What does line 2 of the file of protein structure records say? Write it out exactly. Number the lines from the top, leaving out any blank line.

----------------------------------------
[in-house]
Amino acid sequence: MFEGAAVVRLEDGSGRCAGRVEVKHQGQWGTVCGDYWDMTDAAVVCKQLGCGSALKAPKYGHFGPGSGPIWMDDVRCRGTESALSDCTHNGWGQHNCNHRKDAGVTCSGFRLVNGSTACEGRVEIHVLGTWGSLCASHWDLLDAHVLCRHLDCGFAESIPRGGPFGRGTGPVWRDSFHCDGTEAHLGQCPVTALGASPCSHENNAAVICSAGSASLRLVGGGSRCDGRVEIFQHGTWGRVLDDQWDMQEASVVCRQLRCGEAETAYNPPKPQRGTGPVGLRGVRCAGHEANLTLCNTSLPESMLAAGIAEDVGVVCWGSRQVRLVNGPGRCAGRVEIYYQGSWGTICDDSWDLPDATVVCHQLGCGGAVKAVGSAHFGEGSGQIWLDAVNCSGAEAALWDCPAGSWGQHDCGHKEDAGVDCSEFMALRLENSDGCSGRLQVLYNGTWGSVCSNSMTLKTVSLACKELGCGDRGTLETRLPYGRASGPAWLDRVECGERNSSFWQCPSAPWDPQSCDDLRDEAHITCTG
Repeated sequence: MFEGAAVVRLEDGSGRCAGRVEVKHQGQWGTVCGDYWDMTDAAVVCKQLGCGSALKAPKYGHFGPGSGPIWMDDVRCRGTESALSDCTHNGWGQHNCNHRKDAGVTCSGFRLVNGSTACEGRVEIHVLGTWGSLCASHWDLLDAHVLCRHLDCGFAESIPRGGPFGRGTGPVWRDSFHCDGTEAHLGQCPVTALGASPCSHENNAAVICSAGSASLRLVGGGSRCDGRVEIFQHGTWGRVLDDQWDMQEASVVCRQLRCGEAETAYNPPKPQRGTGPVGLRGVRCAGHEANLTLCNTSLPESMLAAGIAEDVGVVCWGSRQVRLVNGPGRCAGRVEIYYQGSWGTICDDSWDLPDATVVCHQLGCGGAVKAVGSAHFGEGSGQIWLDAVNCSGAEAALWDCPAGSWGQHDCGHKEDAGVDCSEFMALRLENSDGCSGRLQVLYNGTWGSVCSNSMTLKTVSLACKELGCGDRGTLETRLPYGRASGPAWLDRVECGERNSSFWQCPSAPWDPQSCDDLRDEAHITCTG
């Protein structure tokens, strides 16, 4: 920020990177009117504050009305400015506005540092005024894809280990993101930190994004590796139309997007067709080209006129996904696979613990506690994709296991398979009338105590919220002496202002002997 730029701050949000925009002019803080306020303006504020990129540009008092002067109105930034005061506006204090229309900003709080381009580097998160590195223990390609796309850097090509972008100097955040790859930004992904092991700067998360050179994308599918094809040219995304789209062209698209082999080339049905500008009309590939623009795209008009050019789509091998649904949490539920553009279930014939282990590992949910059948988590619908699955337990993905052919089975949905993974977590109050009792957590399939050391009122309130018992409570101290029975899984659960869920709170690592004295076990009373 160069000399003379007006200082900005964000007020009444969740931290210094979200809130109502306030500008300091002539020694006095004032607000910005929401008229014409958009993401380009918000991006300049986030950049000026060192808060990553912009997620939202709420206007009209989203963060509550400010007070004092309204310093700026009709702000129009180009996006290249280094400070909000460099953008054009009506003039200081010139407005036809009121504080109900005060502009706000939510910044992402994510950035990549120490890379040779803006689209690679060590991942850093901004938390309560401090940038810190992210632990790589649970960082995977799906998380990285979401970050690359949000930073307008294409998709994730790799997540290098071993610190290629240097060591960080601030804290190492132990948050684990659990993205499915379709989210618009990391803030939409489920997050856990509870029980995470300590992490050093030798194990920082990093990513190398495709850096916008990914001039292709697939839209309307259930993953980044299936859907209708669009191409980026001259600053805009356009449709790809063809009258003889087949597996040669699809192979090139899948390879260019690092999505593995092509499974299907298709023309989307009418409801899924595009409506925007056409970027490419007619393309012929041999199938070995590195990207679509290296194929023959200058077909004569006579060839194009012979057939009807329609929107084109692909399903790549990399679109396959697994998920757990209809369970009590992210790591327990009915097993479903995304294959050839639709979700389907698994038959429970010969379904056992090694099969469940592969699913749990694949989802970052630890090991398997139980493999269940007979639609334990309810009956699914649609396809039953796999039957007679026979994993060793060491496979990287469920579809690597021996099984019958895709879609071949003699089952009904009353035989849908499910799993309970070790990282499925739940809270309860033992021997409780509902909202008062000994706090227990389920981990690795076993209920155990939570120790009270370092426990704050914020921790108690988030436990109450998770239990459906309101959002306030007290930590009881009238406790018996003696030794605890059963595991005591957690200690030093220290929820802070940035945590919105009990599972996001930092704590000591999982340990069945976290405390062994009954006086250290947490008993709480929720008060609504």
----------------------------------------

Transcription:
Amino acid sequence: MFEGAAVVRLEDGSGRCAGRVEVKHQGQWGTVCGDYWDMTDAAVVCKQLGCGSALKAPKYGHFGPGSGPIWMDDVRCRGTESALSDCTHNGWGQHNCNHRKDAGVTCSGFRLVNGSTACEGRVEIHVLGTWGSLCASHWDLLDAHVLCRHLDCGFAESIPRGGPFGRGTGPVWRDSFHCDGTEAHLGQCPVTALGASPCSHENNAAVICSAGSASLRLVGGGSRCDGRVEIFQHGTWGRVLDDQWDMQEASVVCRQLRCGEAETAYNPPKPQRGTGPVGLRGVRCAGHEANLTLCNTSLPESMLAAGIAEDVGVVCWGSRQVRLVNGPGRCAGRVEIYYQGSWGTICDDSWDLPDATVVCHQLGCGGAVKAVGSAHFGEGSGQIWLDAVNCSGAEAALWDCPAGSWGQHDCGHKEDAGVDCSEFMALRLENSDGCSGRLQVLYNGTWGSVCSNSMTLKTVSLACKELGCGDRGTLETRLPYGRASGPAWLDRVECGERNSSFWQCPSAPWDPQSCDDLRDEAHITCTG